Day 2 was our longest day and day 4 was hopefully our wettest. We’re coming to terms with what a mammoth trip we have before us now. You truly can’t understand how big China is until you cycle all day (even on a Wisper e-bike!) and see what a miniscule portion of the map you’ve covered afterwards. But every time I get on the bike I’m raring to go further and see more.
Day 3 – Rest Day
Day2 – Almost Jiaxing to Hangzhou (Distance cycled to date – 196km)
For less than £10 a night you can find a large, very comfortable lodging in a hotel in China. The problem is finding ones that have the license to accept foreigners, when you do however you are rewarded in value and comfort, which we eventually managed to do last night. Yesterday’s late start and huge thunder storm left us with some making up to do. We were still some 20 miles from our planned first stop in Jiaxing. So with just a few hours of sleep in the grey splatters of rain, reminding us of yesterday’s storm and shortcomings we set off at 7 for a long one. Legs already feeling the burn from day 1’s shock to the system, and no sign of a quick breakfast, the e bikes kicked in and reassured our freezing fingers.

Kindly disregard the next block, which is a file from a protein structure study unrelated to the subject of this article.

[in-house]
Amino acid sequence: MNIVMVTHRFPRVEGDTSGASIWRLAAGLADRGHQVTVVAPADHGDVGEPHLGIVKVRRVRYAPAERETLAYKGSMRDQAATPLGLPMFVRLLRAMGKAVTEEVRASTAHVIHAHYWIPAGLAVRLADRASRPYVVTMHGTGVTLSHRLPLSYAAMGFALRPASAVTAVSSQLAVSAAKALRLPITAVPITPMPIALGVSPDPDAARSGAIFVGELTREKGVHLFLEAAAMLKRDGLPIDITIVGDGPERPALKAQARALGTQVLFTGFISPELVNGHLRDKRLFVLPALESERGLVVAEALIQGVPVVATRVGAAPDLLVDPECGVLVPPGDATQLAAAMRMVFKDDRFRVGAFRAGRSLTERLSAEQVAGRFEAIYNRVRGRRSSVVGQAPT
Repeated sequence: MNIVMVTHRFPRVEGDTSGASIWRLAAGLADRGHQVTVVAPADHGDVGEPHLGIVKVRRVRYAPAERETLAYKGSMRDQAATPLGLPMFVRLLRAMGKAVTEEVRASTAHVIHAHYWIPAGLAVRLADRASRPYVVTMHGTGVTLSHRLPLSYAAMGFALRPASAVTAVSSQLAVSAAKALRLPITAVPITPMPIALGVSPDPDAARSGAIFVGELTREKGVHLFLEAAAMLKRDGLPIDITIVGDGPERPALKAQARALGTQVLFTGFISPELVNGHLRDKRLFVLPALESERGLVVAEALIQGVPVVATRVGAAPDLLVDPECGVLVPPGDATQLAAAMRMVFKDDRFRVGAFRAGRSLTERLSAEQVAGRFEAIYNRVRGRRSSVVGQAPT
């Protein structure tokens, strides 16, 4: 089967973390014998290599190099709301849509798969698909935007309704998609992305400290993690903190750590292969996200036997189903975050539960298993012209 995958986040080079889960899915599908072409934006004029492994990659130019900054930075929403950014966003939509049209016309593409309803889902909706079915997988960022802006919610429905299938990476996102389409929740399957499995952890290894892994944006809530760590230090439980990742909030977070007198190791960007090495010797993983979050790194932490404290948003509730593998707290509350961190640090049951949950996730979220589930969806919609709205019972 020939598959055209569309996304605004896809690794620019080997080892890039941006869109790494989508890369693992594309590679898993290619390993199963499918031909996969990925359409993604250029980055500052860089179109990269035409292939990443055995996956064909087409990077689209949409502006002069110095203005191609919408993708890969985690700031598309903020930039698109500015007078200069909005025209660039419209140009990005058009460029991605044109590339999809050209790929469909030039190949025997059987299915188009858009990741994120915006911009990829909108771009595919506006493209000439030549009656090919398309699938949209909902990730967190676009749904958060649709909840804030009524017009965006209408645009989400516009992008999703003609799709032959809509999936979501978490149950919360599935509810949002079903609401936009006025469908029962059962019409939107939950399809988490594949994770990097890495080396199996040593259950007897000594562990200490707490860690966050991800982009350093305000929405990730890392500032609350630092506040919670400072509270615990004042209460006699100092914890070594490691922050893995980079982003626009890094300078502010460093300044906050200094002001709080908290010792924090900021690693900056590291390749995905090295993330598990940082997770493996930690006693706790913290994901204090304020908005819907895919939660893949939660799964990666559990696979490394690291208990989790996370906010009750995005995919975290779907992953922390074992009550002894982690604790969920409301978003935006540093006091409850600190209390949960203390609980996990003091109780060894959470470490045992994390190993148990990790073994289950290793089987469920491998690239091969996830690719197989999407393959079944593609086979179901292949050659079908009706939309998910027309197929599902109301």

The free app we are using is serving us well – Komoot is the name and unbelievably it is guiding us in a country where google maps is banned and most of the mapping apps do not have English options, solely with cycle-able roads and highways. These cycle ways in China are some of the best I’ve seen in the world. They are ever-present, with traffic lights for cyclists turning left (they drive on the right here) and they are well-paved. Mainly used by e-bikes which in China look more like scooters and are powered by throttles, but speed wise, our Wispers generally get the better of them, and acceleration-wise from the stop points, we always are the first out of the blocks! Landscapes are vast, we seem to be in the industrial belt of China with flat barges on all the rivers and a “Ctrl+V” feel to the housing and skyscrapers strewed with piles of rubble. I am looking forward to those Huangshen Yellow Mountains and some greenery!